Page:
Known networks

When using a computer that frequently connects to untrusted networks or networks outside of your trusted (home or office) network, we recommend verifying the network credibility of new networks you are connecting to. When networks are defined, ESET Internet Security can recognize trusted (home or office) networks using network parameters configured in Network Identification. Computers often enter networks with IP addresses similar to the trusted network. In such cases, ESET Internet Security may consider an unknown network trusted (home or office network). We recommend that you use Network authentication to avoid this type of situation. To access the known networks settings, navigate to Advanced setup (F5) > Network Protection > Basic > Known networks.

When a network adapter is connected to a network or its network settings are reconfigured, ESET Internet Security will search the known network list for a record that matches the new network. If Network identification and Network authentication (optional) match, the network will be marked connected in this interface. When no known network is found, the network identification configuration will create a new network connection to identify the network the next time you connect to it. The new network connection uses the protection type defined in Windows settings by default. The New Network Connection Detected dialog window will prompt you to choose between the trusted network, untrusted network or Use Windows setting protection type. If a network adapter is connected to a known network and that network is marked as a trusted network, local subnets of the adapter will be added to the Trusted zone.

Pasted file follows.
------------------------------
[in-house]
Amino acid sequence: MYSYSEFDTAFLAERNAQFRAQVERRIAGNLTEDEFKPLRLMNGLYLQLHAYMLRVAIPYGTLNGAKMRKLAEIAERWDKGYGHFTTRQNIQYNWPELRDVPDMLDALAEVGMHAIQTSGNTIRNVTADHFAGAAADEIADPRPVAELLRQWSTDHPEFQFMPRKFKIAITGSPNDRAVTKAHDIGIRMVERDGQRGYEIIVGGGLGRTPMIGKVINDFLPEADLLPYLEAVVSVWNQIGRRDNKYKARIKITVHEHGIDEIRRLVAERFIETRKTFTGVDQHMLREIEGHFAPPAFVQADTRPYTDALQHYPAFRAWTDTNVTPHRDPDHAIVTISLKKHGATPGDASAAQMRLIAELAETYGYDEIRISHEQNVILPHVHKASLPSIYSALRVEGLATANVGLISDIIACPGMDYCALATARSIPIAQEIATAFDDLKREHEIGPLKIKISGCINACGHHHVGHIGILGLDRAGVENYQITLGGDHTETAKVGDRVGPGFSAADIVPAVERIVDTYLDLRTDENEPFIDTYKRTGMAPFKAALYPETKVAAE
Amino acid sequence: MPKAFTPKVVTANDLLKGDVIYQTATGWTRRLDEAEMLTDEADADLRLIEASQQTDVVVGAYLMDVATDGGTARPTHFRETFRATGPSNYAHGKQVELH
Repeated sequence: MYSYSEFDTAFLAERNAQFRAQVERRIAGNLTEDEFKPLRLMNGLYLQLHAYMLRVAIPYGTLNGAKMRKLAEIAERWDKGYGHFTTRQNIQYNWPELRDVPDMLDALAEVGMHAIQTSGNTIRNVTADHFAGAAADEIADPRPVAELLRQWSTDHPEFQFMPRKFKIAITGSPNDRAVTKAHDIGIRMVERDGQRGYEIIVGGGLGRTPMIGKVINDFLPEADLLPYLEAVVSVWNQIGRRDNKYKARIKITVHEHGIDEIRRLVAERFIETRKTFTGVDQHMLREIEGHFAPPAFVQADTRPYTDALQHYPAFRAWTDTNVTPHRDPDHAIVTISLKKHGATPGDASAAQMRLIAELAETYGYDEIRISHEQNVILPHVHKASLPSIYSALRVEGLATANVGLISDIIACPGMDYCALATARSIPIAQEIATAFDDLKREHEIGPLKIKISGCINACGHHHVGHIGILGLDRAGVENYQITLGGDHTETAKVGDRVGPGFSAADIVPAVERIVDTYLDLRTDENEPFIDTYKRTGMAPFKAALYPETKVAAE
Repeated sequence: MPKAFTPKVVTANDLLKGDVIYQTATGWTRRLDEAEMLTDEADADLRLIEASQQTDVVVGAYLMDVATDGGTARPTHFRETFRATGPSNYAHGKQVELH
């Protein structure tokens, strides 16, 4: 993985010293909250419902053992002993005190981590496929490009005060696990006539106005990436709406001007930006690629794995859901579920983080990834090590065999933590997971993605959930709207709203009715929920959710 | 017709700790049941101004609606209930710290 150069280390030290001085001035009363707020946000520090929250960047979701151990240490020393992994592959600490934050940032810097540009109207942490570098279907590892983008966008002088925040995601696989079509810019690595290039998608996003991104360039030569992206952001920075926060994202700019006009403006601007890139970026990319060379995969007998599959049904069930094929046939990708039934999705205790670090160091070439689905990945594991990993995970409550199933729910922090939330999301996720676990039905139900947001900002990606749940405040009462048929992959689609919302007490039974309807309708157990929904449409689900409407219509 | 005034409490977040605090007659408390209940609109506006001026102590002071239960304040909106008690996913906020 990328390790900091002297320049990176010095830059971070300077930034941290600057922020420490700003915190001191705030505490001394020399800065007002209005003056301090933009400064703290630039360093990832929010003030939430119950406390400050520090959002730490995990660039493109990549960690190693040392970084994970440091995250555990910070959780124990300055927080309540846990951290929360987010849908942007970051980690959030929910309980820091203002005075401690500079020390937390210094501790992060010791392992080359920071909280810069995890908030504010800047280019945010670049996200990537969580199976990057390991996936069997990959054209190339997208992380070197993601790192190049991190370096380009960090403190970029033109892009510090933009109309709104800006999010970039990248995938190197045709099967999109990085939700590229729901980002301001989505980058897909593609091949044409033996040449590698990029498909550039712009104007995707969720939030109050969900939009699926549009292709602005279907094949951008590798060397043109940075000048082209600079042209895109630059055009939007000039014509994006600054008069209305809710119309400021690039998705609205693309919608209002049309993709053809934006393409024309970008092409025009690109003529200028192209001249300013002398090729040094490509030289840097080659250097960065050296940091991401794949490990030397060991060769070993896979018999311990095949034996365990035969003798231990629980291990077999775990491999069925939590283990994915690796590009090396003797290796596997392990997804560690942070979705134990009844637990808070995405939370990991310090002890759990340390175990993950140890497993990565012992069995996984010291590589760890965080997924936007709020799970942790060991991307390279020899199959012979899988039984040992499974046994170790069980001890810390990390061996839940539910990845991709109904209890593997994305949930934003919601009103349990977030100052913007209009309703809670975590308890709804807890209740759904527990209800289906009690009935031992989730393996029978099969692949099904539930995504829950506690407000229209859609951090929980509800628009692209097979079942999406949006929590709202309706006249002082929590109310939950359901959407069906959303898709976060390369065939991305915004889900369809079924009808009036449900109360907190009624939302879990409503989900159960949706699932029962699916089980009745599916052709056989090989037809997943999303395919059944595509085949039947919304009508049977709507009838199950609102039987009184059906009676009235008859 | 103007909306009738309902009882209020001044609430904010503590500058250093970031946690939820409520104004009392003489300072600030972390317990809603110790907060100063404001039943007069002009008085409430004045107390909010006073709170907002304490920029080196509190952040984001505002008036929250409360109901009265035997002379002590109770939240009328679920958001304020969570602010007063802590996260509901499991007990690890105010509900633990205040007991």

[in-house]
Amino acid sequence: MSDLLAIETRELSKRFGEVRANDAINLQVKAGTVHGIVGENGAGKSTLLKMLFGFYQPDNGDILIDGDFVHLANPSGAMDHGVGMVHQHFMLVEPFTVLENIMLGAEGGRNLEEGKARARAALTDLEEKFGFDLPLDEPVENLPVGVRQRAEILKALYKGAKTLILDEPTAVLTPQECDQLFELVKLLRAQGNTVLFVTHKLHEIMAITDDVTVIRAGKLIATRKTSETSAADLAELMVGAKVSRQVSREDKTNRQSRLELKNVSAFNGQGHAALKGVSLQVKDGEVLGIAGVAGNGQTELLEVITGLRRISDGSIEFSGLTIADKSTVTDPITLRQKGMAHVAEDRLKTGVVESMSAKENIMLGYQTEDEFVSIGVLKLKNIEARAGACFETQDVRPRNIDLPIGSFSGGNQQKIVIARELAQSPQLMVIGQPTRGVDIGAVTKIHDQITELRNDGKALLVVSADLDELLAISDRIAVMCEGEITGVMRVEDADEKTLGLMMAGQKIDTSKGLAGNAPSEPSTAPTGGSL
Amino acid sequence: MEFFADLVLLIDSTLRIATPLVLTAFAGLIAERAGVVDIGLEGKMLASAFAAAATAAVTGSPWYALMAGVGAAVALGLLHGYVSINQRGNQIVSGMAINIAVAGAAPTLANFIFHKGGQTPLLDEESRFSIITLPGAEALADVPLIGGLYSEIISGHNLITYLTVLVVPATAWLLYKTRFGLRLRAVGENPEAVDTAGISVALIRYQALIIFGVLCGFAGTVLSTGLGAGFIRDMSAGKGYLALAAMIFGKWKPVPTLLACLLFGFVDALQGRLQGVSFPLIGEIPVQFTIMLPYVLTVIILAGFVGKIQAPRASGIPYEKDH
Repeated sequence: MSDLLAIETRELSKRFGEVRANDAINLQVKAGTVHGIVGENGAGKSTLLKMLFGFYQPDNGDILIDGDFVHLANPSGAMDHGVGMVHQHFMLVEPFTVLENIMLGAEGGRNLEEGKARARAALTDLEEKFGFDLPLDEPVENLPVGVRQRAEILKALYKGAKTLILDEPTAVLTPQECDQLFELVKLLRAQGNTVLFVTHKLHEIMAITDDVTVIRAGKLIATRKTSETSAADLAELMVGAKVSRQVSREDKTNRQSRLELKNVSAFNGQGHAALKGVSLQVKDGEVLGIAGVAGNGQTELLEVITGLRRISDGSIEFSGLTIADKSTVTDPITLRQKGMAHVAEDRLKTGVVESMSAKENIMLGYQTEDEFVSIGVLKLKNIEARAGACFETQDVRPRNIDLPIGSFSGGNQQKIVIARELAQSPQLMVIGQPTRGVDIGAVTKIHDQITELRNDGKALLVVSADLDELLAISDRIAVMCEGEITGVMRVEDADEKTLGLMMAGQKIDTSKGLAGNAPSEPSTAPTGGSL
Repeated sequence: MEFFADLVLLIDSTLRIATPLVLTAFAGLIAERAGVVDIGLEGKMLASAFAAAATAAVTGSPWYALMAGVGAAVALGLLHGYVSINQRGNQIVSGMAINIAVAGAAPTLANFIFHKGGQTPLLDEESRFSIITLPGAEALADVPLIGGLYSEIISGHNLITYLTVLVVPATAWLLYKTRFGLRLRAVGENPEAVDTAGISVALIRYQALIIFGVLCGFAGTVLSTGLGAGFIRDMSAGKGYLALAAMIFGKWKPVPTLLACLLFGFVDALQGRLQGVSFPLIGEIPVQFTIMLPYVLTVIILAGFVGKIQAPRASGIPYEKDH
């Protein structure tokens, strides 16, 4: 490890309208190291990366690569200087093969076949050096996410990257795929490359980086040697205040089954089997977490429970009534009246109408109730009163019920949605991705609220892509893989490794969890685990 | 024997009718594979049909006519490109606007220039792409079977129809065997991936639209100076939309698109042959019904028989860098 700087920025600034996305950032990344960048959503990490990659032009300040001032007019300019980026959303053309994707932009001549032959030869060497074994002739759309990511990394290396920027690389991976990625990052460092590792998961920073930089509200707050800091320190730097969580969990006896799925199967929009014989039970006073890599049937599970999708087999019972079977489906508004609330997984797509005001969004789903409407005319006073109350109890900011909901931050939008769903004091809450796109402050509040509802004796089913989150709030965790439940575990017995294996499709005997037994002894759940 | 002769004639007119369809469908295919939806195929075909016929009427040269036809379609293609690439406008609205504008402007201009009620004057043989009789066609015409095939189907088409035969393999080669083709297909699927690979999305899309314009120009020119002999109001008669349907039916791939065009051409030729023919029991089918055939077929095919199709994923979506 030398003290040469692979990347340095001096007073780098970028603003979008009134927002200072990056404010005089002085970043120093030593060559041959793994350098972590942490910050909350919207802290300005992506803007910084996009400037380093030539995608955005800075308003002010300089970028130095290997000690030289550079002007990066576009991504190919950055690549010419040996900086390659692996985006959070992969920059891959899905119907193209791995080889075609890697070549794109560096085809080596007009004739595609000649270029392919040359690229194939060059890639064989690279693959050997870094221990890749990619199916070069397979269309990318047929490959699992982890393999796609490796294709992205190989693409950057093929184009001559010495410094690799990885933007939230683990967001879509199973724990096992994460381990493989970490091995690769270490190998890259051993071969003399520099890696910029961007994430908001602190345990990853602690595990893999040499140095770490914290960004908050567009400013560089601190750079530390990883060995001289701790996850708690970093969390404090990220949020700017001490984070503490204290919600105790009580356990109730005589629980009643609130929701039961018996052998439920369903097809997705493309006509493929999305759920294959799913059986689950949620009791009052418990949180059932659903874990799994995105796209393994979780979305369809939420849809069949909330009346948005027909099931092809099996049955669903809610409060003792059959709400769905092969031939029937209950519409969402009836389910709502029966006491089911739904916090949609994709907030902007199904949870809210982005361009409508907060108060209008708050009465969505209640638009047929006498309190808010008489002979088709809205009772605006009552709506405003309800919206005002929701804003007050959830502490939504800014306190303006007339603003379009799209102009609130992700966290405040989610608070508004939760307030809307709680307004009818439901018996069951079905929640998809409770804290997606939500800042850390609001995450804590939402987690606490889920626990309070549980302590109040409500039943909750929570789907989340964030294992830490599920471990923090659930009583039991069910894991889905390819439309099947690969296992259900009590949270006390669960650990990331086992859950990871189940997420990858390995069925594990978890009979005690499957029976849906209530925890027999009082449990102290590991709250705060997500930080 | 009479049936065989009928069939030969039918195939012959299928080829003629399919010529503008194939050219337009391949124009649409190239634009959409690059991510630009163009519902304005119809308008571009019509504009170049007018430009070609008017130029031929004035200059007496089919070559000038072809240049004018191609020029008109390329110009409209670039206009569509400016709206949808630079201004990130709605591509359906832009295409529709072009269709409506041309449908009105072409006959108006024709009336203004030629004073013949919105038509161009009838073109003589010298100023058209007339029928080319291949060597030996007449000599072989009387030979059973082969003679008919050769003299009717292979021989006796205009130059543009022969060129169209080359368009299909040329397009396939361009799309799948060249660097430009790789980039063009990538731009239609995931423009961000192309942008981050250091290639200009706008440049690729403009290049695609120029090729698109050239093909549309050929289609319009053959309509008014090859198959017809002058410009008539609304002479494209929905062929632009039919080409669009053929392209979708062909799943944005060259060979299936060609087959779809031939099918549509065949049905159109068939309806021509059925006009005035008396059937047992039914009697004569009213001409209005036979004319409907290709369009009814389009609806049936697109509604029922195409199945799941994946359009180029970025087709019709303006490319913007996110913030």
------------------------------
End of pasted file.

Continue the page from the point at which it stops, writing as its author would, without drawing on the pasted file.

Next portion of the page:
Protection type of new networks – Select which of the following options: Use Windows setting, Ask user or Mark as untrusted is used for new networks by default.

Known networks enable you to configure network name, network identification, protection type, etc. To access the Known networks editor, click Edit.


When you select Use Windows setting, a dialog will not appear, and the network you are connected to will automatically be marked according to your Windows settings. This will cause certain features (for example, file sharing and remote desktop) to become accessible from new networks.